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Plundering the Museums of Baghdad

Translated by George Paxinos

Since the fall of Baghdad, anarchy has reigned in this city of five million. Everyone is armed to the teeth, and shooting can be heard around the clock, especially at night. Shots are fired in warning, in fear, or in celebration, when a district is suddenly supplied with power for two hours a day. The greatest worry is therefore security. All former government employees, hundreds of thousands of teachers, doctors, professors and civil servants, have not been paid for almost two months. Theft, robbery and murder are daily fare. Armed robbers commit carjacking in broad daylight. On the other hand, neighborly help is experiencing an upsurge. Many districts have formed citizens’ protection groups, and everyday folk control traffic with home-made signs. The Iraqis are artists at improvisation.

Particularly shocking for most Iraqis was the fervor with which their infrastructure and cultural heritage has been destroyed. Many independent eyewitnesses are unanimous about this. Apparently the infrastructure of this ancient state was systematically plundered, district by district. Whatever was not worth the taking, was destroyed. In museums, libraries and cultural centers, in the country’s 15 universities, in every ministry with the exception of the Ministry of Oil, in hospitals, state warehouses, hotels, banks, palaces of government ministers, and also in the German Embassy, the French Cultural Institute and the UN-Building. Even at the beginning of May, plundering continued throughout the day.

>>A resident reports how US soldiers commanded chance Iraqi bystanders on the museum grounds, to go into the museum and help themselves: “This is your treasure, get in!3<<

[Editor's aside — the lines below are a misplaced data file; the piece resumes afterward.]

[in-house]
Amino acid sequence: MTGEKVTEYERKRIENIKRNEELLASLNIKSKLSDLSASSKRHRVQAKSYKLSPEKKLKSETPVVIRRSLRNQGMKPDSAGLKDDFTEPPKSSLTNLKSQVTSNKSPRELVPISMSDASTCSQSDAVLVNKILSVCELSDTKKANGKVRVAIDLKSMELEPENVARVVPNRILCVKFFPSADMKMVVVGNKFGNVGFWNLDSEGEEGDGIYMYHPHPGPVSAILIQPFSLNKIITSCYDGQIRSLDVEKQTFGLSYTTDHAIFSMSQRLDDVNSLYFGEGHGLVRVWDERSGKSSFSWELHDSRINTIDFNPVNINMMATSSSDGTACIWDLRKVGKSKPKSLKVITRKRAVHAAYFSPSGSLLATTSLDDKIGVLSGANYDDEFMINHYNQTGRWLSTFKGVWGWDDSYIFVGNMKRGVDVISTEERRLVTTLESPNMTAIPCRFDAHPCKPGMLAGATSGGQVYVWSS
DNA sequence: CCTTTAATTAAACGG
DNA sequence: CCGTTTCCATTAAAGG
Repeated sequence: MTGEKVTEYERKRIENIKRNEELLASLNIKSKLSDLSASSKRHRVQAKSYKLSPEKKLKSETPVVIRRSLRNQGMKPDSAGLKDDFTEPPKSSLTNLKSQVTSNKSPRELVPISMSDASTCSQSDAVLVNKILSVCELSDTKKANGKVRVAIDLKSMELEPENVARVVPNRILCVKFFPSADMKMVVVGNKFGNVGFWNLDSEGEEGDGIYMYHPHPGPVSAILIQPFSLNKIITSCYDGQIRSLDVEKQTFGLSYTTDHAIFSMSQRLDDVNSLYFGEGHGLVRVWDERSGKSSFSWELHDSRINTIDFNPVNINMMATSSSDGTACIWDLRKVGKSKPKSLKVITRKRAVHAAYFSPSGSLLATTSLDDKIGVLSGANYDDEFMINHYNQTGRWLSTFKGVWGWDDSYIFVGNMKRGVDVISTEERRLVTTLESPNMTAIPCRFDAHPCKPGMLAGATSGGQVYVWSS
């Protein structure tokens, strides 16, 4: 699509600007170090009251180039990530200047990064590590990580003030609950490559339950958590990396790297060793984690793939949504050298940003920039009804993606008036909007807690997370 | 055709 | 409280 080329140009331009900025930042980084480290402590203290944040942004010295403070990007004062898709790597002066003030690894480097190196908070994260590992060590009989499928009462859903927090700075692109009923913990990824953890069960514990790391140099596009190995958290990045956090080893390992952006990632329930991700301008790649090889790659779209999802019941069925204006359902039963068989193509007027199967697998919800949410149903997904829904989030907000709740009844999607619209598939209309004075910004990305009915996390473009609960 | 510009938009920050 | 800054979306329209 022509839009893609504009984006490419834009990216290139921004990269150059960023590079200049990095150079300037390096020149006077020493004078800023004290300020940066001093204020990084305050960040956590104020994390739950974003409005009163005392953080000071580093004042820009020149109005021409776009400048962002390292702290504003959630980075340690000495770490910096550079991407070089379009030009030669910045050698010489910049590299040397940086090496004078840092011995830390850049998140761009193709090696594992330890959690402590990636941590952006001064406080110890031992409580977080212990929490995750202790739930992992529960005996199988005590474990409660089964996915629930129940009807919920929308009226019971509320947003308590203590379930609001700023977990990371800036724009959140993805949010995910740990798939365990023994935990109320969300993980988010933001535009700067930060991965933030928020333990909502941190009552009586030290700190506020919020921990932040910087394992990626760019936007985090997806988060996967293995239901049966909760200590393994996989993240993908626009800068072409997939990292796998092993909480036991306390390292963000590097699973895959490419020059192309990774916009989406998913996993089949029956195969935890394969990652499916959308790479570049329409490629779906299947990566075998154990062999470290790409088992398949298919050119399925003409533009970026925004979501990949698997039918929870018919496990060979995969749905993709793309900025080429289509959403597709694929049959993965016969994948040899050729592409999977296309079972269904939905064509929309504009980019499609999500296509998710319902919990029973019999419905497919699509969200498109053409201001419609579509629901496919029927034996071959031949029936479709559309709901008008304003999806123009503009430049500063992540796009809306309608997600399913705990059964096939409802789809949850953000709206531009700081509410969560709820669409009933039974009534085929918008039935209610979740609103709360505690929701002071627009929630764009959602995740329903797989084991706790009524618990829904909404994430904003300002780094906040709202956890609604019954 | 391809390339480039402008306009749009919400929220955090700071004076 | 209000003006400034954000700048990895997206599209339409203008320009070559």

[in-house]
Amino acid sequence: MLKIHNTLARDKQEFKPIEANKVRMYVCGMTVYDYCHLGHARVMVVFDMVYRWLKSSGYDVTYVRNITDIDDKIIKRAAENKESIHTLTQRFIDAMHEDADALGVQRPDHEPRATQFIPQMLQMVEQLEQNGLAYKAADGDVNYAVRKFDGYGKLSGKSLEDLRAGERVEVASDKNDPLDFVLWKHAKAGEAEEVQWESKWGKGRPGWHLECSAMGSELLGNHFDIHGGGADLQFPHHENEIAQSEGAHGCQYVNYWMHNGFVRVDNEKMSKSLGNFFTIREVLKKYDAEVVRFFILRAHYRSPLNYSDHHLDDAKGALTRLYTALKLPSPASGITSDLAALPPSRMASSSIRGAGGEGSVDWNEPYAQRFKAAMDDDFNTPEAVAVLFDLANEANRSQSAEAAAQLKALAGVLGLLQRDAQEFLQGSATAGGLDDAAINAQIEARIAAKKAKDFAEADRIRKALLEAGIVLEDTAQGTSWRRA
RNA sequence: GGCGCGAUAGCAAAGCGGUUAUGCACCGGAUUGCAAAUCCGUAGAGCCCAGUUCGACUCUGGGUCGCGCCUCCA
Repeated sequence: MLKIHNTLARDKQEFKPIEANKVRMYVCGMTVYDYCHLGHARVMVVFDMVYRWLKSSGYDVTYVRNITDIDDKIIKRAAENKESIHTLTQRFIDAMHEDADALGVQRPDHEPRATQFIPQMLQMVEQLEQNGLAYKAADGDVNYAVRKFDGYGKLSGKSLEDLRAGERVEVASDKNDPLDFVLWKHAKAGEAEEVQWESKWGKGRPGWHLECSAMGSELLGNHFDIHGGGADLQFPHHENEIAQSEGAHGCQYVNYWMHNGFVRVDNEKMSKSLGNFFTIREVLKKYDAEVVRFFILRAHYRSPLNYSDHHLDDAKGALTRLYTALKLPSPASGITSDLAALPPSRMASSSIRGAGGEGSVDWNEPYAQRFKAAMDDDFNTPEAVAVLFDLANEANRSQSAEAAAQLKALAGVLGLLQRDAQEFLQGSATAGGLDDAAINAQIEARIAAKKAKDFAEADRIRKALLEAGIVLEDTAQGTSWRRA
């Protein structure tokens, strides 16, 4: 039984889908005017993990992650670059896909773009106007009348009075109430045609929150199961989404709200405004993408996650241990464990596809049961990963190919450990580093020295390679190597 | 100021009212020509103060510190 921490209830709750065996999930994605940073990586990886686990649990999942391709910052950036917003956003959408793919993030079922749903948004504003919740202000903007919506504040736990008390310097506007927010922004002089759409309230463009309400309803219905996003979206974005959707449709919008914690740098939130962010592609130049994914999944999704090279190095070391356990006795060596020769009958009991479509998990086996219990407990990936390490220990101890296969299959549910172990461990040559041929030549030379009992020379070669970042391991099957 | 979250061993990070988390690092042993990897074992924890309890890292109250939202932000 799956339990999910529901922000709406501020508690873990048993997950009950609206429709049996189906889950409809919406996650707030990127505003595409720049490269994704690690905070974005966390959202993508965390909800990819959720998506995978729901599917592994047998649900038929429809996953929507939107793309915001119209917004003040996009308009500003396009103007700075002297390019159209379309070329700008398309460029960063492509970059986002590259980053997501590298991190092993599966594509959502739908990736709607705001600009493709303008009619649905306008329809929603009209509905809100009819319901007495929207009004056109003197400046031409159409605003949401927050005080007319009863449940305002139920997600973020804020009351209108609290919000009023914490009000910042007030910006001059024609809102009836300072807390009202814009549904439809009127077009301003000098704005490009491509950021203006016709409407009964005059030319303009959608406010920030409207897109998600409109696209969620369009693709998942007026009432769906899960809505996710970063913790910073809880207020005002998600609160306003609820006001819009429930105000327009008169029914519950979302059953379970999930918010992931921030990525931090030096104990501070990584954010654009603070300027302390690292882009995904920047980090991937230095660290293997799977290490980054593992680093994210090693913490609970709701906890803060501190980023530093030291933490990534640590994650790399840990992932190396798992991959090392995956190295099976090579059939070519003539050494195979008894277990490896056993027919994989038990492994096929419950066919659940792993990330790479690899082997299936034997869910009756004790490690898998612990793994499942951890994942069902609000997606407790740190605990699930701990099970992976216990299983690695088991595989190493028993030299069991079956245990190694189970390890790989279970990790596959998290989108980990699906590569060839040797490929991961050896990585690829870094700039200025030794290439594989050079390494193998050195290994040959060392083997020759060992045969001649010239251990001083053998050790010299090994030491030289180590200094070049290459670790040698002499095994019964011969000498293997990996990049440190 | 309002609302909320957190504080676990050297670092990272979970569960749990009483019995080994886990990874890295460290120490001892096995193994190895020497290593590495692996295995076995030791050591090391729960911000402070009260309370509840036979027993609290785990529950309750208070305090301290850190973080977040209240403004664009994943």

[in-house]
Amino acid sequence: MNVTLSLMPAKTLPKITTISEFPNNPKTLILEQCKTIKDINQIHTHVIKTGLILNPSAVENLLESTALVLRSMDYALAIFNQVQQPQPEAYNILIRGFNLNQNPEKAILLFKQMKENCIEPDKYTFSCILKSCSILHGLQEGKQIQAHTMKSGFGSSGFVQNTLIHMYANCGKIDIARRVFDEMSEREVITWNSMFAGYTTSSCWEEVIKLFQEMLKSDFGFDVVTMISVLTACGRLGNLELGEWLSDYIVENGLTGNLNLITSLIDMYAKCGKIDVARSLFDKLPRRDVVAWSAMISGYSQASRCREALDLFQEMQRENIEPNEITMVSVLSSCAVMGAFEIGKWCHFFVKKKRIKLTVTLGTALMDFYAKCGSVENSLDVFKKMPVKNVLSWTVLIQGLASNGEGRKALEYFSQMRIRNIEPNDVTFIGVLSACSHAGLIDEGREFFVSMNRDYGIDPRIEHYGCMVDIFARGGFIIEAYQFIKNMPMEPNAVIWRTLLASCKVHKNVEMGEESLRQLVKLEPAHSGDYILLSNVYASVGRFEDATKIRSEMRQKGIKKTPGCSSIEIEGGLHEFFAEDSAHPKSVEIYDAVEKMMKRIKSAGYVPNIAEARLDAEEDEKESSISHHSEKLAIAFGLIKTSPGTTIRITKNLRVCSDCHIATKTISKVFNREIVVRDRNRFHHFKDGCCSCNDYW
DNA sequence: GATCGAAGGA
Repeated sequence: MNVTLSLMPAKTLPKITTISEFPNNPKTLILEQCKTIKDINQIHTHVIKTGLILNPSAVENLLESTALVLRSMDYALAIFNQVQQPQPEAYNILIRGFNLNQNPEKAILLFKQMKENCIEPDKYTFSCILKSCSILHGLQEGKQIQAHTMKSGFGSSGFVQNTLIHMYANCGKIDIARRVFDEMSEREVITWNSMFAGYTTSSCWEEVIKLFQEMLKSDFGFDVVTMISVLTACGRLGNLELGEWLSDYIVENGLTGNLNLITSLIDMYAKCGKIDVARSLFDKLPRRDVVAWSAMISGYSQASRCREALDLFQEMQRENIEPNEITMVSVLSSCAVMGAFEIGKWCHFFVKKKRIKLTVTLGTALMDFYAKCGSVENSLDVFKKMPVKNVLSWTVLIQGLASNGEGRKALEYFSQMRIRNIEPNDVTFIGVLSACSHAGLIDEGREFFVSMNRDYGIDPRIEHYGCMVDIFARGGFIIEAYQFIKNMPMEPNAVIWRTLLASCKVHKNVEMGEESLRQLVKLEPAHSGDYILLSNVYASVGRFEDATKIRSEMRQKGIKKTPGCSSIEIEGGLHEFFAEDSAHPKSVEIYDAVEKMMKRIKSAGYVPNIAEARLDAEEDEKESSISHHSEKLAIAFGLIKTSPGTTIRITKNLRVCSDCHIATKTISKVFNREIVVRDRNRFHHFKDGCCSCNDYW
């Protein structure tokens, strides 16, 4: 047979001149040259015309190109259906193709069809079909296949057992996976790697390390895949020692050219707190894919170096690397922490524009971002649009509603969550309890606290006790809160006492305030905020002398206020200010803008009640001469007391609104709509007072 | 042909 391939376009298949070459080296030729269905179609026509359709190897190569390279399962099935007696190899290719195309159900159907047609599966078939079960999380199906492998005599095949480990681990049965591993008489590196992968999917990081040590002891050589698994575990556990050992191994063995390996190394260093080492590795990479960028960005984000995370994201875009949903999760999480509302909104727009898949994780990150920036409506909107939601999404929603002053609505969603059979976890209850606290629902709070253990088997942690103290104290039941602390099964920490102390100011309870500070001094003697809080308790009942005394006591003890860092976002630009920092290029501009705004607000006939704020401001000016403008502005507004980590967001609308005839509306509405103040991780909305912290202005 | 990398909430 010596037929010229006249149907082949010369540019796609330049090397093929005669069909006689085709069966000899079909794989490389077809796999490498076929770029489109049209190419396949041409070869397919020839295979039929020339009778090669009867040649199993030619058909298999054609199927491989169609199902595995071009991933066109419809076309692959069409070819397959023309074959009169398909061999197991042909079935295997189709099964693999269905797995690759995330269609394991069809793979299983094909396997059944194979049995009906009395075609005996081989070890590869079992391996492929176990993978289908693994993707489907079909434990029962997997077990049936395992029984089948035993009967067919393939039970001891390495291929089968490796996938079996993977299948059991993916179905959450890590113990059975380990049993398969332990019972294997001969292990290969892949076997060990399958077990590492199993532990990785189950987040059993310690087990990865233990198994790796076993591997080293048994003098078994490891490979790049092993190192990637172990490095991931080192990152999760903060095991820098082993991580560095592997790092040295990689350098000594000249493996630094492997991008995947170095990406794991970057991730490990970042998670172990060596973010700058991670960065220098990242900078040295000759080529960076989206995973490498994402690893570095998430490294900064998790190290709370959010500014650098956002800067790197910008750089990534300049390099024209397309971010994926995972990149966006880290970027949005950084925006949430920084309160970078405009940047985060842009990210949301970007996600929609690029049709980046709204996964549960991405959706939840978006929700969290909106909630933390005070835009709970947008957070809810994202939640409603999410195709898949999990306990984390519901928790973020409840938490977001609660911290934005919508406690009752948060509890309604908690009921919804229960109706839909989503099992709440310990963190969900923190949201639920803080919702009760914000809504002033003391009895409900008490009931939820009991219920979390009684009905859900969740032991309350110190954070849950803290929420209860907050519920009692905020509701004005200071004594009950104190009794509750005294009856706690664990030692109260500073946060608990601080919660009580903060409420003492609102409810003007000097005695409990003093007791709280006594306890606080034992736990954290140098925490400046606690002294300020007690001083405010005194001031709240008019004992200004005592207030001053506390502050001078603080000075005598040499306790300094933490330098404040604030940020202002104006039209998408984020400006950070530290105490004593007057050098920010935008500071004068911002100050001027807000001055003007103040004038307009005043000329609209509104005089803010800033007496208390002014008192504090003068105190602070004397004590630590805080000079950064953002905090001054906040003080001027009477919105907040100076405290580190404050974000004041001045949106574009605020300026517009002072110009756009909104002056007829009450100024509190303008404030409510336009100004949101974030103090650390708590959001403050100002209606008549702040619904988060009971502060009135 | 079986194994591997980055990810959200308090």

These lootings were instigated or tolerated. Many Iraqis report on futile attempts to get soldiers to intervene. Even appeals to the command center in the Palestine Hotel remained fruitless. Looters were both simple people from the poor quarters and wealthy residents of the neighborhood. People stole for reasons of poverty, anger, revenge or greed, and their spoils were often sold off the same day on the streets.

The most surprising detail in all reports was the assertion that American soldiers often made the looting possible at all, by breaking open or unlocking well-protected doors and then animating bystanders to plunder: “Go in, Ali Baba, its yours!3 — shouted the Americans, say Iraqi eyewitnesses. Among Americans., “Ali Baba” has become an almost generic term for Iraqi looters. A member of the UN Development Agency observed how Americans forced open the Technical University, opened computers and removed their hard drives, before allowing looters in.